Alerts

Using Alerts in a Xamarin.Mac application

PDF for offline use
Sample Code:
Related Articles:
Related SDKs:

Let us know how you feel about this


0/250

This article covers working with Alerts in a Xamarin.Mac application. It covers creating and displaying Alerts from C# code and responding to the user's interactions with the Alert.

Contents

This article will cover the following topics in detail:

Overview

When working with C# and .NET in a Xamarin.Mac application, you have access to the same Alerts that a developer working in in Objective-C and Xcode does.

An alert is a special type of dialog that appears when a serious problem occurs (such as an error) or as a warning (such as preparing to delete a file). Because an alert is a dialog, it also requires a user response before it can be closed.

In this article, we'll cover the basics of working with Alerts in a Xamarin.Mac application.

Introduction to Alerts

An alert is a special type of dialog that appears when a serious problem occurs (such as an error) or as a warning (such as preparing to delete a file). Because Alerts disrupt the user since they must be dismissed before the user can continue on with their task, avoid displaying an alert unless it’s absolutely necessary.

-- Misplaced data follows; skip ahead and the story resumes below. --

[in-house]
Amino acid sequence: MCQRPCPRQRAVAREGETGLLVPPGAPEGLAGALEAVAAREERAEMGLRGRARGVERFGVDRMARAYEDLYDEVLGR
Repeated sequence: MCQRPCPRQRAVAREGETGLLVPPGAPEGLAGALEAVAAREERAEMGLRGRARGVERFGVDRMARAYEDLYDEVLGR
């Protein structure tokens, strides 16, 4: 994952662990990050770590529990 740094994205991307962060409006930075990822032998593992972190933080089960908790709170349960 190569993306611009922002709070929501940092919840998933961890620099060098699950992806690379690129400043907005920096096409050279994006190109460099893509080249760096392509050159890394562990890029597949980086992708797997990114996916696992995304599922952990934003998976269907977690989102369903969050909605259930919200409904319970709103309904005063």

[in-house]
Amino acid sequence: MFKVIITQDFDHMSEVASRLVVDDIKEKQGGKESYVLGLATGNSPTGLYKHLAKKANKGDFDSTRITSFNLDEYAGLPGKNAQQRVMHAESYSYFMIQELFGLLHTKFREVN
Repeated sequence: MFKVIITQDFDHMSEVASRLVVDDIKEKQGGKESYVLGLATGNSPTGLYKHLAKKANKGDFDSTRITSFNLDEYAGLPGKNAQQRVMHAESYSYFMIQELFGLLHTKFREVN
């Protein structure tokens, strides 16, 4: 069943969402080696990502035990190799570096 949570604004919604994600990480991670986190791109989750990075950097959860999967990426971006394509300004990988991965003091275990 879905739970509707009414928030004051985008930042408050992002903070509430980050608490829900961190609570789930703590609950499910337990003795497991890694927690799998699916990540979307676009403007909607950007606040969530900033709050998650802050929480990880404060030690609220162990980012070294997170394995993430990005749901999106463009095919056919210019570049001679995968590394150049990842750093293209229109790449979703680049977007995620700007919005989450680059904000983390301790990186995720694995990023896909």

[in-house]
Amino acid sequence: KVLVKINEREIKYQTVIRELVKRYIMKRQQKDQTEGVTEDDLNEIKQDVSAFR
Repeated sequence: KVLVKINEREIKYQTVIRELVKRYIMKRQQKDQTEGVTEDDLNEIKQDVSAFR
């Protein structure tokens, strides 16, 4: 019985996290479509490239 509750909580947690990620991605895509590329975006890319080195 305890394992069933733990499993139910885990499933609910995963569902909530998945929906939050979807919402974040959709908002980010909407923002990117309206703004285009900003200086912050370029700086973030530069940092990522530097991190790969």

Apple suggest the following guidelines:

  • Don't use an alert merely to give users information.
  • Do not display an alert for common, undoable actions. Even if that situation might cause data loss.
  • If a situation is worthy of an alert, avoid using any other UI element or method to display it.
  • The Caution icon should be used sparingly.
  • Describe the alert situation clearly and succinctly in the alert message.
  • The Default Button name should correspond to the action you describe in your alert message.

For more information, see the Alerts section of Apple's OS X Human Interface Guidelines

Anatomy of an Alert

As stated above, alerts should be shown to your application's user when a serious problem occurs or as a warning to potential data loss (such as closing an unsaved file). In Xamarin.Mac, an alert is created in C# code, for example:

var alert = new NSAlert () {
    AlertStyle = NSAlertStyle.Critical,
    InformativeText = "We need to save the document here...",
    MessageText = "Save Document",
};
alert.RunModal ();

The code above displays an alert with the applications icon superimposed on the warning icon, a title, a warning message and a single OK button:

Apple provides several properties that can be used to customize an alert:

  • AlertStyle defines the type of an alert as one of the following: